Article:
With every project it takes time for a new project team to find it’s legs and become high performing - so they will need time. If timelines start to slip, it’s important to be aware, there’s a relationship between the time to deliver, budget, project scope and quality. You cannot concurrently speed up delivery, reduce the budget, increase scope and increase quality (much to every project managers displeasure). A change in one priority will have a detrimental effect in a different area. If you want to deliver earlier, you will either need to increase your budget (to get more resources), or reduce the scope or quality and vice versa.
6. Everyone has different expectations about what the project is trying to achieve
When getting into a project, everyone comes in with different expectations. Be careful to ensure everyone is aligned and working in the same direction. If you are building a car, you don’t want some people trying to build a truck and others building a motorbike. Look to align priorities and expected outcomes at the start of a project by running inceptions.
7. Not everyone is going to be as fully committed as you
Even though this project is your number priority, it doesn’t mean it’s everyone else’s as well. If your project relies on multiple teams and key stakeholders ensure that you have their backing from the start. If the decision makers are not involved, engaged and helping to make the decisions, then you’re going to have problems. 33% of projects fail when they don’t get enough senior management involvement (more info). So if you’re not getting the appropriate buy in right from the start, raise a red flag and get their commitment, otherwise perhaps you need to put this project on ice.
8. Information systems have to evolve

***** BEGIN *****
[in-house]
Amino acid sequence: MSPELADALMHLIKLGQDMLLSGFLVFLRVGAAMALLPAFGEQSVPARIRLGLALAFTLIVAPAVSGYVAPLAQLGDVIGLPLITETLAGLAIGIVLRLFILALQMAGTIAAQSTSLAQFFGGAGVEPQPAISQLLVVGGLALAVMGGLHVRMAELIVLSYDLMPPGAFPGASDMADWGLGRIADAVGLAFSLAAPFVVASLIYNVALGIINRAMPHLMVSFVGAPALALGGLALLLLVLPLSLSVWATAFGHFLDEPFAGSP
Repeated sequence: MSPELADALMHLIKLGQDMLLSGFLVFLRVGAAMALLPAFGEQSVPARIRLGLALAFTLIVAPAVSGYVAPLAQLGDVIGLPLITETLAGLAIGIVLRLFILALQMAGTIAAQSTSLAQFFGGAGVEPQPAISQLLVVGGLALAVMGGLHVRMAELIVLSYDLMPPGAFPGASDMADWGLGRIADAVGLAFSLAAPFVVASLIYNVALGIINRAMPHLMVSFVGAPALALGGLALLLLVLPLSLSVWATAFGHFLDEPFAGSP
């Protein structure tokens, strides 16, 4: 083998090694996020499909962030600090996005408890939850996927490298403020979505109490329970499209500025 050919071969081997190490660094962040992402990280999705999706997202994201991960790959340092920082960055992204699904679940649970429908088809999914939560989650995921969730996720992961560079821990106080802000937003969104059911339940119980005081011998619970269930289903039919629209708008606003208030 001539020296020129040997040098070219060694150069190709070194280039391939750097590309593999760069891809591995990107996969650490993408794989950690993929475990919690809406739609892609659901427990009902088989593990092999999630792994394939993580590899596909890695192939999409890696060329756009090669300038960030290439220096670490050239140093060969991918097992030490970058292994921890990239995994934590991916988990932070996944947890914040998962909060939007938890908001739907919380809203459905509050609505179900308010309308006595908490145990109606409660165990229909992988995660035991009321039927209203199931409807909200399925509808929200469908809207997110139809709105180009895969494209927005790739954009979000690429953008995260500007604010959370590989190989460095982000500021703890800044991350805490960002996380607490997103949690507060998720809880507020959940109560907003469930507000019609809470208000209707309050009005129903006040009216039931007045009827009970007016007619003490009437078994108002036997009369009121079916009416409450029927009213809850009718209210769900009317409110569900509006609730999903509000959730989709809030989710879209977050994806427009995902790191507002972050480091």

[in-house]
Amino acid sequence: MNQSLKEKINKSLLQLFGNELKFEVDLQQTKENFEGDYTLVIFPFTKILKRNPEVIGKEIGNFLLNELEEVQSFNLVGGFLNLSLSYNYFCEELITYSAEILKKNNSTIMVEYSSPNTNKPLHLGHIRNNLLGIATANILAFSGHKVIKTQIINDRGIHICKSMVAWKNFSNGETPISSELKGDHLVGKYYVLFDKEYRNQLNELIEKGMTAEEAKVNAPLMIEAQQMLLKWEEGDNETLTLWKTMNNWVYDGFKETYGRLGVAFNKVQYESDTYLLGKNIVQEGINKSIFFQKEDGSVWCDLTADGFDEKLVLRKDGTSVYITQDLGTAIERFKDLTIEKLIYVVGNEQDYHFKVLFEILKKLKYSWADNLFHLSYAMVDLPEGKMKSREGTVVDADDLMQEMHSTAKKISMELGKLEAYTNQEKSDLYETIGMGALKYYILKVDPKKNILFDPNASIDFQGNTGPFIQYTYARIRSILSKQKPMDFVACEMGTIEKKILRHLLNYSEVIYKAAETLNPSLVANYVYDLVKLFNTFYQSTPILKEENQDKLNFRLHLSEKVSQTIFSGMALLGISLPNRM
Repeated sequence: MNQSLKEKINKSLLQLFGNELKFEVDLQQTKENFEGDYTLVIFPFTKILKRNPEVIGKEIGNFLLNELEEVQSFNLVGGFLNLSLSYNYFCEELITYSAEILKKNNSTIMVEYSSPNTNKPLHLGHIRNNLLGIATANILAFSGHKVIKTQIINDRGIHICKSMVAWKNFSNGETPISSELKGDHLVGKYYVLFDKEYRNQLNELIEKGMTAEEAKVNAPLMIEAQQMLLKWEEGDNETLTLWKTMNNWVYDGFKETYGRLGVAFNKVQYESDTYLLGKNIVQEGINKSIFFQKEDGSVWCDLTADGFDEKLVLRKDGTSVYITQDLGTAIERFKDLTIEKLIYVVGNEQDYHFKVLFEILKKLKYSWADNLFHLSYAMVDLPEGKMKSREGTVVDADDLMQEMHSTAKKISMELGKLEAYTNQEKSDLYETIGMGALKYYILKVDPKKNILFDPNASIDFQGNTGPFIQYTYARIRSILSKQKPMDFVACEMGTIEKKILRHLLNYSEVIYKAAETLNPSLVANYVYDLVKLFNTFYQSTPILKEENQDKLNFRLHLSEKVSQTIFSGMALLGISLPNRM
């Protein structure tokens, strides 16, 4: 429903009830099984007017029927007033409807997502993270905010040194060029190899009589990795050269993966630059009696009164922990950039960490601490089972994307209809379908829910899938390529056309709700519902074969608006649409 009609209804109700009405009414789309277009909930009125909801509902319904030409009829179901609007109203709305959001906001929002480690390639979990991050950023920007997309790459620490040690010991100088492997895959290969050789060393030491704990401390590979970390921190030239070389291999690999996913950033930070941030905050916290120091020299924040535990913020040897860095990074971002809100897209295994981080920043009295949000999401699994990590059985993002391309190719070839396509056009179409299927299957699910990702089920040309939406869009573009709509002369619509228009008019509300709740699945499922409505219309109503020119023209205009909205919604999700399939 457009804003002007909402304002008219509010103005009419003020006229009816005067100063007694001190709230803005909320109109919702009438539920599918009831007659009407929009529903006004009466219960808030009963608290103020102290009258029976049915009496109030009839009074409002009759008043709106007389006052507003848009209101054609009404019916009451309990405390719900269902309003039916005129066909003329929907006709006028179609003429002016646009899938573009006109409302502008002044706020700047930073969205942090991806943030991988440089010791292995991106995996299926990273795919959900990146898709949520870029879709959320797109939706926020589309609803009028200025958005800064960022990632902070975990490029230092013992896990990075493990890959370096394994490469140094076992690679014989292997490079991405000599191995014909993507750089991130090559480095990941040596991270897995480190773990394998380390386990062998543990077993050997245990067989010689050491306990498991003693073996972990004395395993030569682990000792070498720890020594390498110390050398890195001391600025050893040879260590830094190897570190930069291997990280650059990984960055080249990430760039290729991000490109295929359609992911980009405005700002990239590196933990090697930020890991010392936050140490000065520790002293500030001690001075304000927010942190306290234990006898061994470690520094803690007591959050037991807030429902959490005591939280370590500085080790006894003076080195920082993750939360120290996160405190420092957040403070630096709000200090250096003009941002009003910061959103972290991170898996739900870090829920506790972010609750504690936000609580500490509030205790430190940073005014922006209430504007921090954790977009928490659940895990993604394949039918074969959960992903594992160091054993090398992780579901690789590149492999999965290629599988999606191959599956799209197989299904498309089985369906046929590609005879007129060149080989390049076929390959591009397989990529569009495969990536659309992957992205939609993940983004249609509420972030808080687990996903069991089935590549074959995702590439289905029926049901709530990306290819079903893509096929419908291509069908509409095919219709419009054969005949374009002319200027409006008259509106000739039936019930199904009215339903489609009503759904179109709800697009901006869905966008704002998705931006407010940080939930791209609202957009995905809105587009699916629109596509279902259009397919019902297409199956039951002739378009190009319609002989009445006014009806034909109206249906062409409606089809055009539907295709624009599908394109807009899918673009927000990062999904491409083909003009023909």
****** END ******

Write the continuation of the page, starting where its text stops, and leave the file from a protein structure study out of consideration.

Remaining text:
Building an information system is not a one-off activity that can be forgotten about after delivery. It should be considered a journey and won’t be finished with a single deliverable. Information systems will need a bit of TLC from multiple teams in their lifetime and there has to be continual drive to evolve it and keep it relevant. There’s always going to be problems in a system, so having a ‘evolving’ mindset means you’ll be able to more easily add new features or fix bugs.
9. Don’t go too big
The bigger the scope of a project, the more difficult it will be to finish it. As things get bigger there’s a greater chance of things going wrong, higher interdependency between components, increased scope creep and just generally greater complexity. Therefore the bigger the project, the less likely a release will ever see the light of day. Keep things small - make incremental changes and continually roll them out. The earlier you can get something released the better (even if there’s other features that need to be added later). Avoid the big bang approach if you can.
There’s always going to be problems that you need to overcome to have a successful project. I have outlined some of the things I think everyone needs to keep in mind when starting out a new project, as these are some of the things I’ve seen. Now with this information, go forth and build something. Good luck.